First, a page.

L'CINDA: How did touring with Stanley Turrentine and Brother Jack McDuff this year--although I'm not sure if you're still touring with him-- come about?
MARLENA: No that was just a special guest appearance and also because he's on Concord. Basically, this agent talks to that agent and they say "Marlena Shaw has worked with such and such and so and so before" and they offer you as a package. Then they call you up and say "Can you make it?" I also like working with Turrentine because we kind of draw from the same fan pool, sort of speak. We're both kind of blues-oriented, easy contemporary artists. Sometimes people are diametrically opposed. And they think, or sometimes a promoter will say, "We'll get so and so's audience with that person and so and so's audience with this person." But indeed that doesn't always often happen well because they (audiences) will say, "I would like to see so and so but I'm not interested in...well the ticket price is to much..." and then they go to the other one. So I think it's wonderful when you get two people who work together. And he's such a doll to work with. It's like he's one of the family.
L'CINDA: You and Kevin Mahogany complement each other gorgeously on the selection "You Make Me Feel Brand New" on Dangerous. Had you all ever worked together before this recording session?
MARLENA: Actually only in what we call jamming situations. We were, as a matter of fact, Stanley Turrentine, myself and Kevin Mahogany, and many other artists, were in Kansas City for the Count Basie birthday bash, and we took turns doing blues and stuff like that. And then once when I was in New York working at Fat Tuesday's Kevin came in to see me, and of course I had to drag him up on stage. So, just from those experiences I enjoyed being with him and his lady. And once you get to know a person you can tell. And he's just a very sweet young man. I think he'll be a very big name in this business. We're gonna have to do some other real stuff.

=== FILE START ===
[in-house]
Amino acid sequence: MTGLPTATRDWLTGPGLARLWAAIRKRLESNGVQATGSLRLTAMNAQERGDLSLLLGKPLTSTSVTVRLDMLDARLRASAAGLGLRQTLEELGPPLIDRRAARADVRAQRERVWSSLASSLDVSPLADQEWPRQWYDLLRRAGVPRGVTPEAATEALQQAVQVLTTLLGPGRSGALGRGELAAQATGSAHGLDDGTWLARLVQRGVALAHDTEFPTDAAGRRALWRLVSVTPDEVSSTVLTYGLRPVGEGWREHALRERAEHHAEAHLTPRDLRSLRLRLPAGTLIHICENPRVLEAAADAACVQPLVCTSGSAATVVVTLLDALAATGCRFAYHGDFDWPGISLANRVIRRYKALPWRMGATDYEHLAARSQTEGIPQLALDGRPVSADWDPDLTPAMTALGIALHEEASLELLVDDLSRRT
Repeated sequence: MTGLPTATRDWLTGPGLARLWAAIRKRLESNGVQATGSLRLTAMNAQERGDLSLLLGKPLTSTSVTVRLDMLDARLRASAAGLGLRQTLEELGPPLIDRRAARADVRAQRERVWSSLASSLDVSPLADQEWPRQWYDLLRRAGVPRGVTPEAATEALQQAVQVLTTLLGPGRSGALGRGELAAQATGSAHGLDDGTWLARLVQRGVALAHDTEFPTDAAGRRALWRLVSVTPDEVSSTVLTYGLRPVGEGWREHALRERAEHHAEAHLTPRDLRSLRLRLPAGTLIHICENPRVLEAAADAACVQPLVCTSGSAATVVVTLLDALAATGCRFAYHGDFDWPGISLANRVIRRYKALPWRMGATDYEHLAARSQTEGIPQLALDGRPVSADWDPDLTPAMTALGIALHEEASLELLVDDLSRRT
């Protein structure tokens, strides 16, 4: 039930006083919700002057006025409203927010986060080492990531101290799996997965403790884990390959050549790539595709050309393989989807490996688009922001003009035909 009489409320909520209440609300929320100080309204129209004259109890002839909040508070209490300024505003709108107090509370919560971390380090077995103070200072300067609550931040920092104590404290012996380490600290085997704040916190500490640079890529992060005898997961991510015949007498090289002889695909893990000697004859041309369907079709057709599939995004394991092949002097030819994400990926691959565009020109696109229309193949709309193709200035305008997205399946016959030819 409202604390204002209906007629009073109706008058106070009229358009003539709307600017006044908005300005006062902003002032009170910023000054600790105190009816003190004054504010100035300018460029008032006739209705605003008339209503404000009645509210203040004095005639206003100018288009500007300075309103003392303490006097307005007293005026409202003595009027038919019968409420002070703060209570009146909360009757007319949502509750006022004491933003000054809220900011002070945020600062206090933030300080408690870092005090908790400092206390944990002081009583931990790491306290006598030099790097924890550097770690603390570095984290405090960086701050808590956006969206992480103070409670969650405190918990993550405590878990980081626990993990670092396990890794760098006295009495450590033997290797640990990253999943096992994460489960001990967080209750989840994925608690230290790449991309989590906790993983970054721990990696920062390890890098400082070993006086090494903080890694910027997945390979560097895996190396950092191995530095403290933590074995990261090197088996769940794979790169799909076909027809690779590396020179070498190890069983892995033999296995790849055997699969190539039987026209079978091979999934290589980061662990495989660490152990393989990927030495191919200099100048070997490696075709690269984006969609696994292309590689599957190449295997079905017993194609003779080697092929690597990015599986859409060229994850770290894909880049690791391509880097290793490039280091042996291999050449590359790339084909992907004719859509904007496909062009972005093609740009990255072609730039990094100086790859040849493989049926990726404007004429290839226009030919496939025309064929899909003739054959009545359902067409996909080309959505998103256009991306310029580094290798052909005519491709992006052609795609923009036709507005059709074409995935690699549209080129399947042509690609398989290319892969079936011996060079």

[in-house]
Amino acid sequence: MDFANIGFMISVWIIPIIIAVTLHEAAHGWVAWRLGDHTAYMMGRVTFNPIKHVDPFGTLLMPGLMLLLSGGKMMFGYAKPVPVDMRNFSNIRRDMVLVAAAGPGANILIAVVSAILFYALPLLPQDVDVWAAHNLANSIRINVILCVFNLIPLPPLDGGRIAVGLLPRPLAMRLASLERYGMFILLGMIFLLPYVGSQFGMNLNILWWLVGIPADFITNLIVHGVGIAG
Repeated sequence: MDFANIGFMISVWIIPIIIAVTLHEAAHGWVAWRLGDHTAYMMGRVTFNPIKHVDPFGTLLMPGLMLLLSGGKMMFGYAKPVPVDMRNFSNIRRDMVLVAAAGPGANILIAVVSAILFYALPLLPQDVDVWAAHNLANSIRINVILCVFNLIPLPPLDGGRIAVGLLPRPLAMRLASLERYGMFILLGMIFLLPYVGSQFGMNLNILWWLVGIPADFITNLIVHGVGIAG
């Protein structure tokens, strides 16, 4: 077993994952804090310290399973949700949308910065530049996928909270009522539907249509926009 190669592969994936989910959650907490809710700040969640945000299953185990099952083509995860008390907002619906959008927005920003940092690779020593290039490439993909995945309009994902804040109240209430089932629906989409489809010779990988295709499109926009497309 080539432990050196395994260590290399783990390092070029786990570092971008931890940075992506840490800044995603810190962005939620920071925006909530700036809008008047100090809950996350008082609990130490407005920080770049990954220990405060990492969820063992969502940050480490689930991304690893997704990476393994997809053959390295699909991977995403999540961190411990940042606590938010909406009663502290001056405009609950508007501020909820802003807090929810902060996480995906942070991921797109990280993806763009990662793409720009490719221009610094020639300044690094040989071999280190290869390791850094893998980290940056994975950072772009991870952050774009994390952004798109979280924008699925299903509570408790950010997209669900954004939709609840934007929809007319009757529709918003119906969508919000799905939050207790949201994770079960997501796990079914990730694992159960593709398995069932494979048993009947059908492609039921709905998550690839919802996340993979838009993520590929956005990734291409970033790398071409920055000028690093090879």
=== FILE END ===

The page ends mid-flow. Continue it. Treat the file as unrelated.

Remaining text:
L'CINDA: On Dangerous, you sing " Keep On Trusting," a fine uplifting gospel composition that your wrote, and you also did a gospel album with Joe Williams that we reviewed on Jazz, Roots, Rhythms, does spirituality play an important part in your life?
MARLENA: Every day. Constantly. All my life, of course, I've been in the church one way or another. But I got more involved in reading the Bible and studying the Word and studying the Scriptures and understanding where I am. And I also started to understand. So many times we beat ourselves up over things. And I said, well God gave me this talent--this comes from the Creator--and he knows how far I can go and what I can do, et cetera, et cetera. And it sort of takes the weight off. If it wasn't for the Lord what would I do?
L'CINDA: Thank you Marlena for taking a moment to talk with us. It was simply marvelous. And, continued success to you in your stellar career.
You can find out more about Marlena's life and career here.